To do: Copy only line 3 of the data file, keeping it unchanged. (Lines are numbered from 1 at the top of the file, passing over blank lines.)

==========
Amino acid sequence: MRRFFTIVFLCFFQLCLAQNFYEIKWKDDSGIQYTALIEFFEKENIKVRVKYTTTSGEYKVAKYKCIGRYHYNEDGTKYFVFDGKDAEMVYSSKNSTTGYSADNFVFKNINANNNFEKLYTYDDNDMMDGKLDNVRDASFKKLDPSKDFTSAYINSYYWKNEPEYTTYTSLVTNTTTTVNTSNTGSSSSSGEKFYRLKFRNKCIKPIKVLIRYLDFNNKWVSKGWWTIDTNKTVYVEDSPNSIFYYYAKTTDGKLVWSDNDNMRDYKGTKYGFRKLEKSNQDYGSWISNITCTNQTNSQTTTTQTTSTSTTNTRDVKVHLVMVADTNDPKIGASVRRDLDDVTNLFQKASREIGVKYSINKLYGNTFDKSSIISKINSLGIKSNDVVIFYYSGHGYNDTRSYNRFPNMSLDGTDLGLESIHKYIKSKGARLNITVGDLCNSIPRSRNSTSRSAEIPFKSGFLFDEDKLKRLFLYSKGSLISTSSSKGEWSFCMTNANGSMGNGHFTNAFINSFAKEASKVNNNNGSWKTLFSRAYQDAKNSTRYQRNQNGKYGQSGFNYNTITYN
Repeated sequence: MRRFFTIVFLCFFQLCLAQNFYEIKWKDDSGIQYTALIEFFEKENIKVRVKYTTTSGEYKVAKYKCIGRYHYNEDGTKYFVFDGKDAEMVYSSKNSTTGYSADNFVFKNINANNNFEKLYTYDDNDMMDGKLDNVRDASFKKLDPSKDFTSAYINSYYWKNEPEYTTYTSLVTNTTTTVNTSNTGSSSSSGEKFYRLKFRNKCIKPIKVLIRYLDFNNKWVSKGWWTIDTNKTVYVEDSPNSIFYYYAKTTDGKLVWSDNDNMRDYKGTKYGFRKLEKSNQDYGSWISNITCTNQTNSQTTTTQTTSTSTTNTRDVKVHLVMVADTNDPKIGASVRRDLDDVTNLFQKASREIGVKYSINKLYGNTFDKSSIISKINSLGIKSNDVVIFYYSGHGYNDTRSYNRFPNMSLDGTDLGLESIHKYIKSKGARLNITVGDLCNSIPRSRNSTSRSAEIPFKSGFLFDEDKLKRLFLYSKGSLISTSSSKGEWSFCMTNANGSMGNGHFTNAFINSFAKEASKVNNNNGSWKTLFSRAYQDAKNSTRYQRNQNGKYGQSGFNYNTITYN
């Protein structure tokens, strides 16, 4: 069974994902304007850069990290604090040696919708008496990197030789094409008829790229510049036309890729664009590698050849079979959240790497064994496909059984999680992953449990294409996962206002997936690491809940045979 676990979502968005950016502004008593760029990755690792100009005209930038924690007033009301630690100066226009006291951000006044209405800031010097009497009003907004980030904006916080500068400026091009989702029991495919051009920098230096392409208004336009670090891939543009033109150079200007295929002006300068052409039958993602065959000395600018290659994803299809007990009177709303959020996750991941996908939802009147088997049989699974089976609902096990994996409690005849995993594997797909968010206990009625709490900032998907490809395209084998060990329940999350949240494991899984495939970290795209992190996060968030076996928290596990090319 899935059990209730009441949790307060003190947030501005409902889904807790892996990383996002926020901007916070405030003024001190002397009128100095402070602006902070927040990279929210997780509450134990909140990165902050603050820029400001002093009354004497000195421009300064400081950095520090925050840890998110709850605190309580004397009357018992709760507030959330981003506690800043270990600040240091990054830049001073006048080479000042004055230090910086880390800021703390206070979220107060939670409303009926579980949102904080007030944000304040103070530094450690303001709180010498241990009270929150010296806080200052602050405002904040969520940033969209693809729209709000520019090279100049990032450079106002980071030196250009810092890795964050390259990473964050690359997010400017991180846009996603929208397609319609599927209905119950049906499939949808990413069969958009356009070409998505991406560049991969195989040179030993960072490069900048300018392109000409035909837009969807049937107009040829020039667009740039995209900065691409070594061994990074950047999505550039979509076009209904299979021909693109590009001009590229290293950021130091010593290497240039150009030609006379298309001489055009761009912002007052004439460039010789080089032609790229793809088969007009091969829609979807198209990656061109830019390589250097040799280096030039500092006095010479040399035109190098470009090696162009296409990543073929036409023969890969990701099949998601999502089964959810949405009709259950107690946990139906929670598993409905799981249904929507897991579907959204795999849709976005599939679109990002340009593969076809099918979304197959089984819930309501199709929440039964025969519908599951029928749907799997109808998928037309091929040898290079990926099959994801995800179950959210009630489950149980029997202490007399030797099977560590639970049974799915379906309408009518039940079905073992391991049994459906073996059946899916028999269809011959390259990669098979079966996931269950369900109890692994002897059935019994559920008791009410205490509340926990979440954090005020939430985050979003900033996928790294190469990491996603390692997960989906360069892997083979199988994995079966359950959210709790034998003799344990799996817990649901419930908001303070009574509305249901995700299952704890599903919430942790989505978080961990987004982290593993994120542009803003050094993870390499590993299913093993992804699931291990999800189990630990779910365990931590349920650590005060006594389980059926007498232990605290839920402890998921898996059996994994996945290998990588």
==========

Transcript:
């Protein structure tokens, strides 16, 4: 069974994902304007850069990290604090040696919708008496990197030789094409008829790229510049036309890729664009590698050849079979959240790497064994496909059984999680992953449990294409996962206002997936690491809940045979 676990979502968005950016502004008593760029990755690792100009005209930038924690007033009301630690100066226009006291951000006044209405800031010097009497009003907004980030904006916080500068400026091009989702029991495919051009920098230096392409208004336009670090891939543009033109150079200007295929002006300068052409039958993602065959000395600018290659994803299809007990009177709303959020996750991941996908939802009147088997049989699974089976609902096990994996409690005849995993594997797909968010206990009625709490900032998907490809395209084998060990329940999350949240494991899984495939970290795209992190996060968030076996928290596990090319 899935059990209730009441949790307060003190947030501005409902889904807790892996990383996002926020901007916070405030003024001190002397009128100095402070602006902070927040990279929210997780509450134990909140990165902050603050820029400001002093009354004497000195421009300064400081950095520090925050840890998110709850605190309580004397009357018992709760507030959330981003506690800043270990600040240091990054830049001073006048080479000042004055230090910086880390800021703390206070979220107060939670409303009926579980949102904080007030944000304040103070530094450690303001709180010498241990009270929150010296806080200052602050405002904040969520940033969209693809729209709000520019090279100049990032450079106002980071030196250009810092890795964050390259990473964050690359997010400017991180846009996603929208397609319609599927209905119950049906499939949808990413069969958009356009070409998505991406560049991969195989040179030993960072490069900048300018392109000409035909837009969807049937107009040829020039667009740039995209900065691409070594061994990074950047999505550039979509076009209904299979021909693109590009001009590229290293950021130091010593290497240039150009030609006379298309001489055009761009912002007052004439460039010789080089032609790229793809088969007009091969829609979807198209990656061109830019390589250097040799280096030039500092006095010479040399035109190098470009090696162009296409990543073929036409023969890969990701099949998601999502089964959810949405009709259950107690946990139906929670598993409905799981249904929507897991579907959204795999849709976005599939679109990002340009593969076809099918979304197959089984819930309501199709929440039964025969519908599951029928749907799997109808998928037309091929040898290079990926099959994801995800179950959210009630489950149980029997202490007399030797099977560590639970049974799915379906309408009518039940079905073992391991049994459906073996059946899916028999269809011959390259990669098979079966996931269950369900109890692994002897059935019994559920008791009410205490509340926990979440954090005020939430985050979003900033996928790294190469990491996603390692997960989906360069892997083979199988994995079966359950959210709790034998003799344990799996817990649901419930908001303070009574509305249901995700299952704890599903919430942790989505978080961990987004982290593993994120542009803003050094993870390499590993299913093993992804699931291990999800189990630990779910365990931590349920650590005060006594389980059926007498232990605290839920402890998921898996059996994994996945290998990588």